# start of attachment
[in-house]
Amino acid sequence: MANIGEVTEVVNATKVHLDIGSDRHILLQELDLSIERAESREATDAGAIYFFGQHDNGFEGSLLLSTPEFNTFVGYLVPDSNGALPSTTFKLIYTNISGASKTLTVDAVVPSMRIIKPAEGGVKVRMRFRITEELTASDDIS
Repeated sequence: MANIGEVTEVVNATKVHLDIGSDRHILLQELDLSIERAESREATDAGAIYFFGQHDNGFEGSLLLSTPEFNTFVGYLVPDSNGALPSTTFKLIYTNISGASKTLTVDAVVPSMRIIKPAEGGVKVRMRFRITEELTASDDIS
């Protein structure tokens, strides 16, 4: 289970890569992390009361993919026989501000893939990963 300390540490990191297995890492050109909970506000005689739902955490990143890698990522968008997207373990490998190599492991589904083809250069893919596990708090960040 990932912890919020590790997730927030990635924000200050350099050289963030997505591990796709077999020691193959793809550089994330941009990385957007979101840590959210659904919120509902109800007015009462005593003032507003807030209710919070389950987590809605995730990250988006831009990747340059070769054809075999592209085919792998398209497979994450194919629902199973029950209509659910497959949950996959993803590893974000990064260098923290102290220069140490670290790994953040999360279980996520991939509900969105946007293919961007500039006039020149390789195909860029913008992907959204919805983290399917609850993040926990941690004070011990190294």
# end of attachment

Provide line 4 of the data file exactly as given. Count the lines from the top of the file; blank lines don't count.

């Protein structure tokens, strides 16, 4: 289970890569992390009361993919026989501000893939990963 300390540490990191297995890492050109909970506000005689739902955490990143890698990522968008997207373990490998190599492991589904083809250069893919596990708090960040 990932912890919020590790997730927030990635924000200050350099050289963030997505591990796709077999020691193959793809550089994330941009990385957007979101840590959210659904919120509902109800007015009462005593003032507003807030209710919070389950987590809605995730990250988006831009990747340059070769054809075999592209085919792998398209497979994450194919629902199973029950209509659910497959949950996959993803590893974000990064260098923290102290220069140490670290790994953040999360279980996520991939509900969105946007293919961007500039006039020149390789195909860029913008992907959204919805983290399917609850993040926990941690004070011990190294």